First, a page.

ATP-adenosine triphosphate is an immediate source of energy within cells, but it only releases and stores small amounts of energy at any time. This prevents energy being lost as heat to the surroundings like in combustion, hence a more efficient process.
ATP is a small enough molecule to be soluble and hence have the ability to be transported around a cell but it cannot pass out of the cell so it’s never ‘lost’.
ATP can be easily hydrolysed releasing energy immediately and can reform equally as fast, facilitated by ATP synthase. It oscillates between ADP being phosphorylated and ATP. It can also phosphorylate (add phosphates) other molecules making them more reactive!
So, where is ATP produced? During aerobic respiration in the mitochondria in eukaryotic cells, a complex series of reactions takes place releasing the energy trapped within glucose molecules. This is a tricky part of the A-level Biology course and involves 4 stages-glycolysis, link reaction, Krebs cycle and (wait for it!) oxidative phosphorylation. This relatively speaking produces a large amount of ATP, when compared with anaerobic respiration (when cells are lacking sufficient oxygen to carry out aerobic respiration.)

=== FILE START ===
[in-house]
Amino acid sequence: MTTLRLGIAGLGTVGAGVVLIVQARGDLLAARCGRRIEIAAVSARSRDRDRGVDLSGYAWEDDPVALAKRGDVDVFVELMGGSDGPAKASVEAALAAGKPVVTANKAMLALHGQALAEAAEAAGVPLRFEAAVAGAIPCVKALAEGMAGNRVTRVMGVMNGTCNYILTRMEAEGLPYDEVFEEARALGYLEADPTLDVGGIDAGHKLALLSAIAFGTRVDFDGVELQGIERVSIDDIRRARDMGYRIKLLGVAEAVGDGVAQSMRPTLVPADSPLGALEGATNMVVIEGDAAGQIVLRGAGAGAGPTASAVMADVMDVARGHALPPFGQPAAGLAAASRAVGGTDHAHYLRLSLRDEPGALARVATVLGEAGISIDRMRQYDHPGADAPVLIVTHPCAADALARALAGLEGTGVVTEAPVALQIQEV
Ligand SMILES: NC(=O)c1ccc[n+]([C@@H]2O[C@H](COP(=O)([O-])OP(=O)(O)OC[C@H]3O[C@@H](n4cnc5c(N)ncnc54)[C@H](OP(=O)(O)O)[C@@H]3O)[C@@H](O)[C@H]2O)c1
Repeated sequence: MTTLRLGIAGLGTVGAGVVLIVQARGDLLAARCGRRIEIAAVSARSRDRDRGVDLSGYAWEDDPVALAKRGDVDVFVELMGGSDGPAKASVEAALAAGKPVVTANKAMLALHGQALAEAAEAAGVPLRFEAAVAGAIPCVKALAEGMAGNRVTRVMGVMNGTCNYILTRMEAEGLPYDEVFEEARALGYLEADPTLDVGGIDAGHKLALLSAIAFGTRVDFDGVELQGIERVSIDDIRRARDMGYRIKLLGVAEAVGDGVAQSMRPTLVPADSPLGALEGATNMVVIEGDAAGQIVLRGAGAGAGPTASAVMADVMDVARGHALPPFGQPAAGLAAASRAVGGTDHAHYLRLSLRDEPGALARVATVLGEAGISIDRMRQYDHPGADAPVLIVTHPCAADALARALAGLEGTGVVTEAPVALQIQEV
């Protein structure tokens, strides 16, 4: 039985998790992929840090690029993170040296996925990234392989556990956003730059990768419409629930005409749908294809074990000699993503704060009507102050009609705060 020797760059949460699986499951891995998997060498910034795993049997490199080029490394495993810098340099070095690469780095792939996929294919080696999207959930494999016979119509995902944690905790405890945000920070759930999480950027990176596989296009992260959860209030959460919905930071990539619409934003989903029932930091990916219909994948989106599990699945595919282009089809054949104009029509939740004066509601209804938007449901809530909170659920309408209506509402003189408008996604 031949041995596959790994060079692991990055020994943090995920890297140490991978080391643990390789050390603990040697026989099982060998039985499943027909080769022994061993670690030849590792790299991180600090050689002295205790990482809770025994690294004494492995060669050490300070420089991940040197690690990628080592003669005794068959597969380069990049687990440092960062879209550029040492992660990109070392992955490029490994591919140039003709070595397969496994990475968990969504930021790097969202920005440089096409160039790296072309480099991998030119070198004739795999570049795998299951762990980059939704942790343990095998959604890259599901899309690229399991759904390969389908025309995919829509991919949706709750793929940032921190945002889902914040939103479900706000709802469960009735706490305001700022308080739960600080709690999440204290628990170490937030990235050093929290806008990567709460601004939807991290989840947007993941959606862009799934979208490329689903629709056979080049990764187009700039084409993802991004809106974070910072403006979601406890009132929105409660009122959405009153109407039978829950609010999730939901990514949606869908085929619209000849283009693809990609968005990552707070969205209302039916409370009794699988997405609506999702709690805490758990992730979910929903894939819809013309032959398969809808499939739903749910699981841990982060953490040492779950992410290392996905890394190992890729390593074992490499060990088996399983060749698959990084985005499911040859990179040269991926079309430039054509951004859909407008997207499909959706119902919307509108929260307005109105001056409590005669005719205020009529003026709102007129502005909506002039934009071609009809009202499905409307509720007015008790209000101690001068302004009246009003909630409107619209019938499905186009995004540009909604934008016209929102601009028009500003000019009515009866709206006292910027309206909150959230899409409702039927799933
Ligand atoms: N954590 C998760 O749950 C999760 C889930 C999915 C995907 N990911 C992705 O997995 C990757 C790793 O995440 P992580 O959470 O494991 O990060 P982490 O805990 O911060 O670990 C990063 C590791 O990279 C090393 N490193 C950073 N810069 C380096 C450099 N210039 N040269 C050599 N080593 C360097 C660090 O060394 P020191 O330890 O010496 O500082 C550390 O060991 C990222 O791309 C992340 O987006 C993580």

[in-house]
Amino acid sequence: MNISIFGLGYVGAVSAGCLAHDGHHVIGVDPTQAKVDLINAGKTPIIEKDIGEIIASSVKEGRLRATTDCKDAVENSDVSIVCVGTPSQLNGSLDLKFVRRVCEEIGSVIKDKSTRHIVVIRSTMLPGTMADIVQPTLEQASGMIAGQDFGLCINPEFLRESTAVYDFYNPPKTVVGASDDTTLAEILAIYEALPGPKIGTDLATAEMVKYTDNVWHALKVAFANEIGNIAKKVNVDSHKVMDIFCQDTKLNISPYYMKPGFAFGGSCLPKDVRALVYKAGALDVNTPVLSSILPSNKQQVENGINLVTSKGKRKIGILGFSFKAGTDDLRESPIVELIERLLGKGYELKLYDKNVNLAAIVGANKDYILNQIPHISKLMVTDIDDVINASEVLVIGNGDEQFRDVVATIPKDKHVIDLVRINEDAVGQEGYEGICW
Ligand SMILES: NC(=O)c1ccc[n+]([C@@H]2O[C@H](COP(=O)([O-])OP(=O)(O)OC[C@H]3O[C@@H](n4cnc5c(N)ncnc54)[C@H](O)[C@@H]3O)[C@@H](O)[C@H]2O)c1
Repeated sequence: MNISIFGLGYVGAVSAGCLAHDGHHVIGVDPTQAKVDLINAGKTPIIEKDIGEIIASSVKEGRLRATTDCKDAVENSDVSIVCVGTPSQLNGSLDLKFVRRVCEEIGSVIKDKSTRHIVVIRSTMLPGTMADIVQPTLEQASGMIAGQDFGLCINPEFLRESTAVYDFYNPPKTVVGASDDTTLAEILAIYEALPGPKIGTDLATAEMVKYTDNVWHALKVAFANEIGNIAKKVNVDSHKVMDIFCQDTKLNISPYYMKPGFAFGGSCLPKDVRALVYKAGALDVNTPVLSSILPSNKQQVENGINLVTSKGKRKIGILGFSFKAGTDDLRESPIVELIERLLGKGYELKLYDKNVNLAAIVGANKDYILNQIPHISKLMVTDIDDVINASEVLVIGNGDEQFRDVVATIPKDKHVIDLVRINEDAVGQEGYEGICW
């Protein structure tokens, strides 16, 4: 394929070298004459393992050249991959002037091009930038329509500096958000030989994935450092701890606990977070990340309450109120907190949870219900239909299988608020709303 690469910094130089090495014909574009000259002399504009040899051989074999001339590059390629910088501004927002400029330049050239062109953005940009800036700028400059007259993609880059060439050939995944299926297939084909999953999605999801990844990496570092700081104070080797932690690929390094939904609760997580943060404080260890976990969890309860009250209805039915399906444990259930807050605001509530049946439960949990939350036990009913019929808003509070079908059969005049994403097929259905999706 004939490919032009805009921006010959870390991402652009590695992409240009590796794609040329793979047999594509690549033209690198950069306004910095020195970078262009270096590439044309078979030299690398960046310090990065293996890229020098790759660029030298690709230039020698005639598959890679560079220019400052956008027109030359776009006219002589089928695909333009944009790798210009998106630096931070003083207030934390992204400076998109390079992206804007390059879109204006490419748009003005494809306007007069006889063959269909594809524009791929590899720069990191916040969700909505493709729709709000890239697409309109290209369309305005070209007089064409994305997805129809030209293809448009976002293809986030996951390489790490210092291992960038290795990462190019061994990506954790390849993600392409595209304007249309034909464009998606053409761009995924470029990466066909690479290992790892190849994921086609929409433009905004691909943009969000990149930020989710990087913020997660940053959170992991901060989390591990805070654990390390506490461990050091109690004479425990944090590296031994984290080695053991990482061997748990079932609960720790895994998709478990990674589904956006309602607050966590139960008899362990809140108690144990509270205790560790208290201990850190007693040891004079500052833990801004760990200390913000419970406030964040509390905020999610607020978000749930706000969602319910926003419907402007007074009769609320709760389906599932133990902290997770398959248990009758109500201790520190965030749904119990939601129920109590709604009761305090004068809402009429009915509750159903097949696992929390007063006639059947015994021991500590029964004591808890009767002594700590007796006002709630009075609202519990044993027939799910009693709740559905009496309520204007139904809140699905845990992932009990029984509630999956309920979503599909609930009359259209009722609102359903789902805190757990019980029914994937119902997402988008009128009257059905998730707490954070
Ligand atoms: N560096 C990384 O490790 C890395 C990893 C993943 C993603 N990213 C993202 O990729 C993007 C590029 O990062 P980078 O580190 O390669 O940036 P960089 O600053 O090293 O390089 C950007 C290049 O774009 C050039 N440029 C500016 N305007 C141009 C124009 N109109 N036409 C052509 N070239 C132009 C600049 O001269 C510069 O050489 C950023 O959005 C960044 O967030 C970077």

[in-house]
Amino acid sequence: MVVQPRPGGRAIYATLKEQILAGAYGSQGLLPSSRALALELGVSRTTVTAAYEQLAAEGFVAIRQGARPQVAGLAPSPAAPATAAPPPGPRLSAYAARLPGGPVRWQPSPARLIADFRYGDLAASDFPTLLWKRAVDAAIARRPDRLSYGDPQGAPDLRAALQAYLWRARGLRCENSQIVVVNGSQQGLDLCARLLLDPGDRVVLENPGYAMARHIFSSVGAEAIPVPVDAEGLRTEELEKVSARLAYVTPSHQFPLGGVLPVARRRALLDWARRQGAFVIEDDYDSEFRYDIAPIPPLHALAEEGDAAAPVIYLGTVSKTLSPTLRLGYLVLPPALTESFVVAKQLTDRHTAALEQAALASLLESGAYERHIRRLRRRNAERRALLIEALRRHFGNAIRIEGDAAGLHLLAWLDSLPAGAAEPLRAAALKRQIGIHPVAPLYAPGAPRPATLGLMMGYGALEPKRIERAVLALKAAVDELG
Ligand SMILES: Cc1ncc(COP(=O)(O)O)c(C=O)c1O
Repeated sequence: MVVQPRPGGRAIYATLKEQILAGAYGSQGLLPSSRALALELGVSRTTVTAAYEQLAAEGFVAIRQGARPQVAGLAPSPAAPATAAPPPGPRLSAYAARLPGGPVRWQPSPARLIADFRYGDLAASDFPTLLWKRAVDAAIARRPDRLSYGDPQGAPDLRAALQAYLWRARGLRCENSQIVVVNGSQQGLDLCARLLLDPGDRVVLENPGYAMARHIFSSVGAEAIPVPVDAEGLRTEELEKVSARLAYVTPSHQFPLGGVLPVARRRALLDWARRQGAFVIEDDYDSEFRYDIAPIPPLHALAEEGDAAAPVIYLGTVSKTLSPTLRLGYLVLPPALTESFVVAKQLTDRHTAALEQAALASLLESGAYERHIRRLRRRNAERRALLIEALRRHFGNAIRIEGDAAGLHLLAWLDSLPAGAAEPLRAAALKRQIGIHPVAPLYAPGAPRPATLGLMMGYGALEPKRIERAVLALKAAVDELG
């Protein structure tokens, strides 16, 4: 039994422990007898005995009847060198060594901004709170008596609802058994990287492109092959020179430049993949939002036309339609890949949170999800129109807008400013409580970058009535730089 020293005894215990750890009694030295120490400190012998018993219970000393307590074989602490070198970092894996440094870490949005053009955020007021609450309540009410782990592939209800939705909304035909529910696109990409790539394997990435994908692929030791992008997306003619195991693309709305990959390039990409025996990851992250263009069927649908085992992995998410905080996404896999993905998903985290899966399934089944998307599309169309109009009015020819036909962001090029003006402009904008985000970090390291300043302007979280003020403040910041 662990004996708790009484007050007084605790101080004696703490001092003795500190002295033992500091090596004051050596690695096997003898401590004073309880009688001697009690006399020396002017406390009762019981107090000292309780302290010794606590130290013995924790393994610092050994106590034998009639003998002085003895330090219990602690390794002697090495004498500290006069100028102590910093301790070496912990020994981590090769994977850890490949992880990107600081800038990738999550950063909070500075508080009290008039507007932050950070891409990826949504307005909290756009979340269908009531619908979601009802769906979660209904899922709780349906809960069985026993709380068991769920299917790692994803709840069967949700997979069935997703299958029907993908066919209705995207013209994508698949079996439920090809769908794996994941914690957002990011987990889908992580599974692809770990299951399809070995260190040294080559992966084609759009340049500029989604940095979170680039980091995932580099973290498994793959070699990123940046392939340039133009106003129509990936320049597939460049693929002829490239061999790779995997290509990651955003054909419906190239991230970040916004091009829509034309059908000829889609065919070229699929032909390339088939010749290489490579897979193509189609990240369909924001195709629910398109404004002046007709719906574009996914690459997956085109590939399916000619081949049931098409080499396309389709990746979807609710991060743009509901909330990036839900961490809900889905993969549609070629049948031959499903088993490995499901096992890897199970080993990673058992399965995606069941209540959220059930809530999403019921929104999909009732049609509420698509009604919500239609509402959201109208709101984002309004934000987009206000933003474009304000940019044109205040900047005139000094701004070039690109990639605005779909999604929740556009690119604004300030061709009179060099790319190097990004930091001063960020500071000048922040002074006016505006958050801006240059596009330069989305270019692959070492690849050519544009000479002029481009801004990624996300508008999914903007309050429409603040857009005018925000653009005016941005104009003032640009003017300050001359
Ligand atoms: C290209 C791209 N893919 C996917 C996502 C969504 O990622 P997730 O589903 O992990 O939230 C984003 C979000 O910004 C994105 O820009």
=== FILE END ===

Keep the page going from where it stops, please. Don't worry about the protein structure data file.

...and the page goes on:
What is ATP needed for? Many of you will understand active transport and the movement of molecules across a phospholipid bilayer against their concentration gradient-this is crucial in many processes, for example nerve impulses to be transmitted and our ability to respond to stimuli; absorption of glucose and amino acids across the ileum into the blood capillaries.
The energy ATP releases also plays a significant role in muscle contraction for the power stroke of the myosin head, the detaching of the myosin head from the actin and also moving calcium ions back into the sarcoplasmic reticulum by active transport. Without this we would never be able to move!
Some of you will have already studied the kidneys. Well, part of the nephrons (the million functioning units of the kidney) within the loop of Henle is where part of osmoregulation occurs. This helps with the regulation of our blood water potential i.e. the concentration of ions and water present in our blood. Here ATP provides the energy to actively transport sodium and chloride ions out of the ascending limb of the loop of Henle, in a bid to regulate water reabsorption. This ensures our blood doesn’t become too viscous and lead to problems such as high blood pressure.
The above is just a snapshot of a number of the roles of ATP and is by no means exhaustive. Hopepefully you’ve gained some useful background as to why ATP is so crucial in sustaining life!
Nicky Tweedle, Tweedle’s Biology Tuition, 11/9/19